Something close to our hearts: Your safety

Avalanche courses

Today, there seems to be a course for literally everything. The offers are endless, and some of them arguably useless. If there is one course we can truly recommend for Alpinists and everybody doing winter sports, then it's the avalanche course. Understanding avalanches and snow, and knowing what to do in case of an emergency, cannot only save your own life, but also the lives of others.

Why avalanches exist

Snow is a little wonder in itself, with a highly complex architecture. Snow crystals form when temperatures drop below -12°C. They form around a nucleus, such as a dust particle. When a snowflake is born, it measures about one tenth of a millimetre. Falling from the sky, the crystal grows into a real snowflake. As far as we know, there are no identical snowflakes. Each flake is individual, and each beautiful in its own way, especially on closer examination. Unfortunately, this beauty is extremely fugacious. Its biggest enemy is not time, but warmth. Temperatures above the melting point cause it to vanish forever.

Systematic chaos

Snow is chaotic. Sometimes, different layers of snow end up on top of each other. If these layers are incompatible and do not bond, and pressure is applied to the top layer, then the top layer can slide off the underlying one. This happens only on sloping surfaces with enough declination. Such a snow slide in steep terrain we call an avalanche. Judging the snow conditions on a slope correctly is difficult and requires knowledge and experience. Even with that, some risk remains because the snowpack's build-up can change every few metres.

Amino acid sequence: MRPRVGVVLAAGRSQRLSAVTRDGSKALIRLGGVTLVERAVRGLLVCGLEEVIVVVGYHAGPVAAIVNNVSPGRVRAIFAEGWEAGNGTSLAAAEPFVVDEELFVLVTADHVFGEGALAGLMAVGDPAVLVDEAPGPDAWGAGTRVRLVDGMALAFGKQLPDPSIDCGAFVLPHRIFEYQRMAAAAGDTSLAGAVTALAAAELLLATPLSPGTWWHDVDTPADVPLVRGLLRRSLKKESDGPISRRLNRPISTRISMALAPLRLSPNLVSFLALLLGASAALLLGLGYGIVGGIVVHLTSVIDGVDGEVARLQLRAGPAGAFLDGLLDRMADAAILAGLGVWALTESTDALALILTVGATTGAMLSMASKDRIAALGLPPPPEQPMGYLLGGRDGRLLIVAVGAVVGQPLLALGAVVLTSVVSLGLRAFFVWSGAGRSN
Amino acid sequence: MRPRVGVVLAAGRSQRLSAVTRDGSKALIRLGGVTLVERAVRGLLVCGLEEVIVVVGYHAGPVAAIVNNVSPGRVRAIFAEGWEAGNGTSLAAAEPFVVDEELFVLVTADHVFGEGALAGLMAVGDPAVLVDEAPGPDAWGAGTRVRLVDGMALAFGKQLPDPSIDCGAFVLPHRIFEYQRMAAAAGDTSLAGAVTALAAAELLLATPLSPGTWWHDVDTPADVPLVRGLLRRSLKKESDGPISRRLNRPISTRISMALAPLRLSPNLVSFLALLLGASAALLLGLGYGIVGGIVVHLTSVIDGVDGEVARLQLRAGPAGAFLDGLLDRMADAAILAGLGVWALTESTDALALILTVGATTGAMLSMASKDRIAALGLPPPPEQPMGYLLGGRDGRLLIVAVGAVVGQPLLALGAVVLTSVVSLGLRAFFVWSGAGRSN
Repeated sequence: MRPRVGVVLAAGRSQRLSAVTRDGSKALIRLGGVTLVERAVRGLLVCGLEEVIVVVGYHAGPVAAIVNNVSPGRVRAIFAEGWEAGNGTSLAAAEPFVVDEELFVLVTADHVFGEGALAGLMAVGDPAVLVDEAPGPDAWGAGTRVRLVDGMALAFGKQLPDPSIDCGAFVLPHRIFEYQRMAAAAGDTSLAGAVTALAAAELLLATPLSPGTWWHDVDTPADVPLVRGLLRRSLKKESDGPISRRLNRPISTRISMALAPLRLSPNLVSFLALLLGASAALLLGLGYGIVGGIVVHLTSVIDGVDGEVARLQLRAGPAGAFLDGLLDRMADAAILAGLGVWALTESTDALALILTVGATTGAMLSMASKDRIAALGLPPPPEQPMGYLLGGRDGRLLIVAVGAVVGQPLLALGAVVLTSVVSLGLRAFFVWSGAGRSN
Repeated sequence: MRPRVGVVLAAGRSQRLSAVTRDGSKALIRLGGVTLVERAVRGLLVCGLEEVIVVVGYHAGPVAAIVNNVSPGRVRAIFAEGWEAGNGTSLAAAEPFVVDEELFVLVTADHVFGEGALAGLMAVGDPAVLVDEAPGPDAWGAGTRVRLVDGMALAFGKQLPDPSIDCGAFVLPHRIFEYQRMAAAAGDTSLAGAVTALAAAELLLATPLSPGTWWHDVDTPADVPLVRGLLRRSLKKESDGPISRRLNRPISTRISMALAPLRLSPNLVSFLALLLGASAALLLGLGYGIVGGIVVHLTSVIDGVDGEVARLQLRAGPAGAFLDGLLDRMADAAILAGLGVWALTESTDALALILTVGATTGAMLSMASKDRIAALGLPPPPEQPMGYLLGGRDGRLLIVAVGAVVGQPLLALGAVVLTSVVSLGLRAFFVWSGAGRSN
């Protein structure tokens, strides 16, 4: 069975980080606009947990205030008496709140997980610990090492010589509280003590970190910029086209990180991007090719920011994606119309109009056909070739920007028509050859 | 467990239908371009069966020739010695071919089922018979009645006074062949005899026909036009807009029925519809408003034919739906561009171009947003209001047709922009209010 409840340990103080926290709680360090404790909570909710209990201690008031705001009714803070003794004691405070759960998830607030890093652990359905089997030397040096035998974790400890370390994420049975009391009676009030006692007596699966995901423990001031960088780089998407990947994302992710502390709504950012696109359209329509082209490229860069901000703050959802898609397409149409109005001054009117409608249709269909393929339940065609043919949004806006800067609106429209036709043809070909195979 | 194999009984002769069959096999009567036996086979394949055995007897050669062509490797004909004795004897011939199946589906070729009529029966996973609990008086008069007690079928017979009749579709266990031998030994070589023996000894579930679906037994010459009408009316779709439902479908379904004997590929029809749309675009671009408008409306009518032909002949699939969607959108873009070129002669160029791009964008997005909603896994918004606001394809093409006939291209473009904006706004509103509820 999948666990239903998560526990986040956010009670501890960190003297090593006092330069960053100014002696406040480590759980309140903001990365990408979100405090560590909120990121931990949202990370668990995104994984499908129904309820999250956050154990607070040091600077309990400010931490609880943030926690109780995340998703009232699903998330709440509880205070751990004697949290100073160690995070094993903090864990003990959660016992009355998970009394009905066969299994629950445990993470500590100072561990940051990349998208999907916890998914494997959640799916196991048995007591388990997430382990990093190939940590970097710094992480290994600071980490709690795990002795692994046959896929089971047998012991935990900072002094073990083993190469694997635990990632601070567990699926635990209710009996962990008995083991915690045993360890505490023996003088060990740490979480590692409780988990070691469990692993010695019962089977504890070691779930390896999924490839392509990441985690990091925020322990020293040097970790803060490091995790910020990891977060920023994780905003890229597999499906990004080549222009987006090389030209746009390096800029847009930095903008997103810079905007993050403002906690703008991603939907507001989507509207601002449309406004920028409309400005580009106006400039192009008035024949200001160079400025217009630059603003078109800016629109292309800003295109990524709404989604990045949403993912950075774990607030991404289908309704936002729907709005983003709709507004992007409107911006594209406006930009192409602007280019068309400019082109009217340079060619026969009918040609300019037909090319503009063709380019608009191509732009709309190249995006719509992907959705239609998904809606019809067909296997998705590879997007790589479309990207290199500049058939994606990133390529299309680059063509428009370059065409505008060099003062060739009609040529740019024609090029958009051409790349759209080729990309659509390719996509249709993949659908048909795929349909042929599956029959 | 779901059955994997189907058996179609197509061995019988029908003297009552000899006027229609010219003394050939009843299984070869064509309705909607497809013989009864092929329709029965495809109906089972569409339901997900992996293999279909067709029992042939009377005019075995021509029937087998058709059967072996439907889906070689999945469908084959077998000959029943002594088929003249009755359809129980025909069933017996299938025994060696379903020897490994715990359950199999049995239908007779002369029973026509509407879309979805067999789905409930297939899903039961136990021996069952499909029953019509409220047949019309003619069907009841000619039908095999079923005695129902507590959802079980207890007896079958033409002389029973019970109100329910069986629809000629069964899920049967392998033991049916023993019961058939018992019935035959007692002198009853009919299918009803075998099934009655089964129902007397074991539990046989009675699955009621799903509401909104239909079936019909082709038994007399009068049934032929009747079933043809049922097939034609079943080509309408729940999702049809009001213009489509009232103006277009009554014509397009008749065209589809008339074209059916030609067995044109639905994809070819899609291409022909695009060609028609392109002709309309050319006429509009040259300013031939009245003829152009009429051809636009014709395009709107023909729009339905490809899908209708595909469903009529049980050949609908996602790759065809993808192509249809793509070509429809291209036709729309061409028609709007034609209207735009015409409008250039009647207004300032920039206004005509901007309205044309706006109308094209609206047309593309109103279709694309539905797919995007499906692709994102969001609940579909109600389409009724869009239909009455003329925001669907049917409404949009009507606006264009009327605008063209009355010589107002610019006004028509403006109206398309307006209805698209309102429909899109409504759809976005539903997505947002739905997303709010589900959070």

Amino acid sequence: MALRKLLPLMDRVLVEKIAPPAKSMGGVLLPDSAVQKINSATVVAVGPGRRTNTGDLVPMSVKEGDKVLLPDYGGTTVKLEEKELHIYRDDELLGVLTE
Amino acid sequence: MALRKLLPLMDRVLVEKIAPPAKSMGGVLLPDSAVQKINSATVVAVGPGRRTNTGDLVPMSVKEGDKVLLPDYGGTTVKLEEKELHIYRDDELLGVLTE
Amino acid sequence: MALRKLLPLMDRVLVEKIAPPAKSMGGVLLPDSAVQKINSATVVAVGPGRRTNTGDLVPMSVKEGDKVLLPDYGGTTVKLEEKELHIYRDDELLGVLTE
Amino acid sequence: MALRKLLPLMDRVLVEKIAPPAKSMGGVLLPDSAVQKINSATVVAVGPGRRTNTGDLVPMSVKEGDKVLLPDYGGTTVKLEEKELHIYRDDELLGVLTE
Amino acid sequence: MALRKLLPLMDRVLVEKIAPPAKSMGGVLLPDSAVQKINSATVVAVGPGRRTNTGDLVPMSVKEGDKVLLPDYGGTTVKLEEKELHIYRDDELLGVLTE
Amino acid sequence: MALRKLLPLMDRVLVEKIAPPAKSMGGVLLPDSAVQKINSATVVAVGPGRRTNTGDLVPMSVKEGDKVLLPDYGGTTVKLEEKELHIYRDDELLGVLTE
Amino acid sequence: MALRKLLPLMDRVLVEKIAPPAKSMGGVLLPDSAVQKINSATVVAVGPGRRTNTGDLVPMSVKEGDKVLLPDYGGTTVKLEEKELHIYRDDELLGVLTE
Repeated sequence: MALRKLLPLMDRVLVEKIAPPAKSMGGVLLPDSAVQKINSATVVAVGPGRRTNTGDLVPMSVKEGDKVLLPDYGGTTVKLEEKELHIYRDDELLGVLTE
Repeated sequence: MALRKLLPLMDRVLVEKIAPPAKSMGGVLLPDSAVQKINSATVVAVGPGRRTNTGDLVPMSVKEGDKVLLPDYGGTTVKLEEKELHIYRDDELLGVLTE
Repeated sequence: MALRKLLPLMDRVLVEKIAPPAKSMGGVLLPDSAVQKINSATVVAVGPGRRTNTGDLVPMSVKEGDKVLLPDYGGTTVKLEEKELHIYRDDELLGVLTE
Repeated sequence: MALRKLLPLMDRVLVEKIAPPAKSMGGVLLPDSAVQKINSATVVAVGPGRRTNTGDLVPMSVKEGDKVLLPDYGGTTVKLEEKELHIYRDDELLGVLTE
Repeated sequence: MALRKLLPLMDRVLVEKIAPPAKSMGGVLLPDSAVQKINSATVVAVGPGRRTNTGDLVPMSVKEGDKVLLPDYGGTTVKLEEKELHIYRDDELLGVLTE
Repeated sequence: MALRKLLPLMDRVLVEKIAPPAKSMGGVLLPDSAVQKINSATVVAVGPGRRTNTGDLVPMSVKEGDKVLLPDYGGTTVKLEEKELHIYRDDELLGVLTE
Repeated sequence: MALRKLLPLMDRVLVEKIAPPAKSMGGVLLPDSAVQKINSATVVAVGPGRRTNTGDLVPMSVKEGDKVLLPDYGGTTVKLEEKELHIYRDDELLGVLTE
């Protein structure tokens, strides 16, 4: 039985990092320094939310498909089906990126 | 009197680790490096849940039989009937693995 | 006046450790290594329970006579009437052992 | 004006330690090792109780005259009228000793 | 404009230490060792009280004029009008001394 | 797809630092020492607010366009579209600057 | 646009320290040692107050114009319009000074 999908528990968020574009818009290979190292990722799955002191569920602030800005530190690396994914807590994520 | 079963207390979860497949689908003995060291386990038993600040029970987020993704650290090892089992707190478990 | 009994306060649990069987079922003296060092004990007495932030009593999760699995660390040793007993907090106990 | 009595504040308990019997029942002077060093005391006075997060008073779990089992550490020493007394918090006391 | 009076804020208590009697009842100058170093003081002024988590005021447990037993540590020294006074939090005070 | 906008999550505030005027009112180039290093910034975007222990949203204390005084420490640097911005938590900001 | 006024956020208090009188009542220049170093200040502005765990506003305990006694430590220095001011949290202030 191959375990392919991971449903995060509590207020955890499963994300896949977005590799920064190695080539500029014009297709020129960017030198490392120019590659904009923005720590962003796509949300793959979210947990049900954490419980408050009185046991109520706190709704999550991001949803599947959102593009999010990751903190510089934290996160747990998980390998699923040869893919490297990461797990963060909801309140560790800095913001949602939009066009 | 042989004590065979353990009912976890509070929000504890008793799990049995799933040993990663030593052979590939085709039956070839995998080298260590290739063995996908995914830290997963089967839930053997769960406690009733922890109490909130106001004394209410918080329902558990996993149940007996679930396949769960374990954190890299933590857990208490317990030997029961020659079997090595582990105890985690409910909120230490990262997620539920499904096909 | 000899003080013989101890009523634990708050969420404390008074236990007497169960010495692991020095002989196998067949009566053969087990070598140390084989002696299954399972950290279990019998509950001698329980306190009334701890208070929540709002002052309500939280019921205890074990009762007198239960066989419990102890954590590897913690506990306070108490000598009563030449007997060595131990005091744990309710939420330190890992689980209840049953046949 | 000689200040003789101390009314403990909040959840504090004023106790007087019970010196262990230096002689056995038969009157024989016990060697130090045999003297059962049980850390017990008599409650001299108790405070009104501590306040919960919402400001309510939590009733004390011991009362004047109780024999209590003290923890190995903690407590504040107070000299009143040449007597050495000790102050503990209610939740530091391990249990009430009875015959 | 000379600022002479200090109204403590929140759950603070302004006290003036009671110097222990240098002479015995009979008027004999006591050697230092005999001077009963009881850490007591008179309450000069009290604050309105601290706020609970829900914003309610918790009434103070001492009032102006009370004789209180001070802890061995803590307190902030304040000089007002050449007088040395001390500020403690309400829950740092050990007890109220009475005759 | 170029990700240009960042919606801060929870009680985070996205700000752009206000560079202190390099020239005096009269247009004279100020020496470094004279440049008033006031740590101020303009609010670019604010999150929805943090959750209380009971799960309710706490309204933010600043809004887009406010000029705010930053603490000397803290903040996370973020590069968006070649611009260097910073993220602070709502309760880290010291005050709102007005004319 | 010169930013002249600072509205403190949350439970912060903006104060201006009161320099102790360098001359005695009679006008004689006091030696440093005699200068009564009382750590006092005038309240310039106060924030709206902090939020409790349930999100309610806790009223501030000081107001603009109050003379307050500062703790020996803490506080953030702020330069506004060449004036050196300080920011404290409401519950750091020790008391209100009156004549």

Snow - a complex beauty

Our avalanche course seeks to teach you the essentials about winter, snow, the architecture of the snow blanket, the interpretation of snow conditions and the methods of judging them.

Snow is a complex beauty. Our course, a mix of theoretical and practical approaches, looks at meteorology, avalanche warning and correct ascending on ski and snowshoe tours. There is always some danger involved. What can you do in case of an emergency? How is an avalanche transceiver used? How to make an emergency call?  Which first-aid measures need to be taken once a person has been pulled from the snow?

Quite understandably, these aren't our favourite topics. Yet, this knowledge will keep us safe when enjoying winter sports, so we should never underestimate the importance of these courses, this knowledge, and the skills acquired.

Send your request now.

Thank you very much. I will get in touch as soon as possibile.
Please fill in all obligatory fields.
Please check the highlighted fields.
Something went wrong. Your request could not be sent. Check your internet connection or try again later.


Günther Ausserhofer
Mountain guide
Dorfstrasse 29
I-39030 Luttach
Mobil: +39 347 4138336

Logo Verband


I can be shared. You know where you want to go but lack the right partner for it? We can form a team or group. This is how it works:

Keine Termine vorhanden.